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Can somebody explain what two variables exactly they have plotted against each other to get such graphs, and how one would go about getting this graph in Mathematica?

enter image description here

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3 Answers 3

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  • Plot the left graph.
pts = RecurrenceTable[{q[n + 1] == I^q[n], q[1] == I}, 
   q[n], {n, 1, 50}];
ComplexListPlot[pts, Joined -> True, Mesh -> All, MeshStyle -> Red, 
 PlotRange -> All]

enter image description here

  • Solved the limit point.
NSolve[Q == I^Q, Q]
Reduce[Q == I^Q, Q] /. C[1] -> 0 // N
sol = NSolve[{θ*Tan[θ] == 
    Log[π/2*Cos[θ]/θ], 0 <= θ <= 2 π}, 
  Reals]
2/π*θ/Cos[θ]*Exp[I*θ] /. sol

enter image description here

  • Partition the points to three groups to view the spiral like.
ComplexListPlot[Transpose@Partition[pts, 3], Joined -> True, 
 PlotStyle -> {Blue, Magenta, Red}, Mesh -> All, PlotRange -> All]

enter image description here

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    $\begingroup$ Exact solving works fine: Solve[Q == I^Q, Q] gives 2*I*ProductLog[-I*π/2]/π (even getting the correct branch of the Lambert $W$ function for once!) $\endgroup$
    – Roman
    Dec 31, 2022 at 9:44
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Plotting the real part on the horizontal and the imaginary part on the vertical axis, as is common:

Q = SolveValues[I^q == q, q];
ComplexListPlot[NestList[I^# &, I, 100], Joined -> True, 
                PlotMarkers -> Automatic,
                PlotRange -> All, AspectRatio -> Automatic,
                Frame -> True,
                GridLines -> Transpose[ReIm[Q]]]

enter image description here

Thanks to @cvgmt for pointing out the use of ComplexListPlot!

For the spiral: we note that for a point $q$ close to the asymptotic point $Q=\lim_{n\to\infty}q_n=\frac{2i}{\pi} W\left(-\frac{i\pi}{2}\right)$ the transformation $q\to i^q$ is well approximated by $$ i^q\approx Q+p (q-Q) $$ with $p=-W\left(-\frac{i\pi}{2}\right)$. In Mathematica,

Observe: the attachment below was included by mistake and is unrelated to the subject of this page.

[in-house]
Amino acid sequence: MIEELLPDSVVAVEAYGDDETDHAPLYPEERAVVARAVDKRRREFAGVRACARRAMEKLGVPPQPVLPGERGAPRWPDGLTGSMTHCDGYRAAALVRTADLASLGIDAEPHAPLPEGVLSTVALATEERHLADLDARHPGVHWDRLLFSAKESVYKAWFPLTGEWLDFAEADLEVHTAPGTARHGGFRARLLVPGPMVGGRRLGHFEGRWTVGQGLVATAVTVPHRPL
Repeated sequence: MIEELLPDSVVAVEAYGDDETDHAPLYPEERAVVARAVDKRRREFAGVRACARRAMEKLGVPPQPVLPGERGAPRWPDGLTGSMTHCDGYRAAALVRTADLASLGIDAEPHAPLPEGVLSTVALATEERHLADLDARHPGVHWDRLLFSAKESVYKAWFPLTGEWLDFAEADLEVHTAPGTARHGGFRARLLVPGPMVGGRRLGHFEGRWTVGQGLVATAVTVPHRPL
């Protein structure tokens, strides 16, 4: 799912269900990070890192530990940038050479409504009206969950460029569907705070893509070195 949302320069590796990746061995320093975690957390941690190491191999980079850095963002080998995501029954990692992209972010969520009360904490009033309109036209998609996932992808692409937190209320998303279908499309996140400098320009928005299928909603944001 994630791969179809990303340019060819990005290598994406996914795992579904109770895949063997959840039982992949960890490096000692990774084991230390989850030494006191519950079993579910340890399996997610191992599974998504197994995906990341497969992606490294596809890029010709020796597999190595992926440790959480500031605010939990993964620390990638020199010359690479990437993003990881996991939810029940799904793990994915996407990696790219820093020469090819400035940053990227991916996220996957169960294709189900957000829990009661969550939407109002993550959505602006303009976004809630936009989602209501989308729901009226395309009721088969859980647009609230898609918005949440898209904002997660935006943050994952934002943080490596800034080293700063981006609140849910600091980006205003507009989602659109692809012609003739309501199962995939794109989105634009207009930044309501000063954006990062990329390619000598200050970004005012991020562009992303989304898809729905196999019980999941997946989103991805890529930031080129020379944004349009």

f[q_] = I^q;
p = -ProductLog[-I*π/2];
Q = -2*I*p/π;
Series[f[q] - (Q + p*(q - Q)), {q, Q, 1}]
(*    O[q-Q]^2    *)

In this sense, the numbers $q_n$ for large $n$ are well described by $$ q_n \approx Q + \zeta p^n $$ with the constant $\zeta$ to be determined. I don't have a closed-form expression for $\zeta$, but rather find it experimentally (approximately) with

$MaxExtraPrecision = 10^3;
$RecursionLimit = ∞;
ζ = With[{n = 1000}, N[(Nest[f, 1, n] - Q)/p^n, 10^3]];
N[ζ]
(*    0.638834 - 0.258313 I    *)

With these approximations we can now plot the spirals:

p3 = -(-1)^(1/3) p;
colors = {Blue, Darker@Green, Red};
ParametricPlot[{ReIm[Q + ζ p p3^n],
                ReIm[Q + ζ p^2 p3^n],
                ReIm[Q + ζ p3^n]},
               {n, 1, 100}, PlotRange -> All, 
               PlotStyle -> colors,
               GridLines -> Transpose[ReIm[{Q}]], 
               Epilog -> {PointSize[0.02], 
                 Transpose[{colors, 
                 Point /@ Transpose[Partition[ReIm[NestList[f, I, 99]], 3]]}]},
               Frame -> True, Axes -> False]

enter image description here

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I just saw the above answer. But since I already wrote this might as well post it.

The spiral one is tricky. This is for the left side one only

ClearAll["Global`*"]
q[n_ /; n == 1] := I
q[n_ /; n == 2] := Exp[-Pi/2]
q[n_] := I^q[n - 1];
data = Table[{Re[q[n]], Im[q[n]]}, {n, 1, 30}];
ListLinePlot[data,  Mesh -> All, 
 PlotRange -> All, MeshStyle -> {Red, PointSize[.015]}, GridLines -> Automatic, 
 GridLinesStyle -> LightGray]

Mathematica graphics

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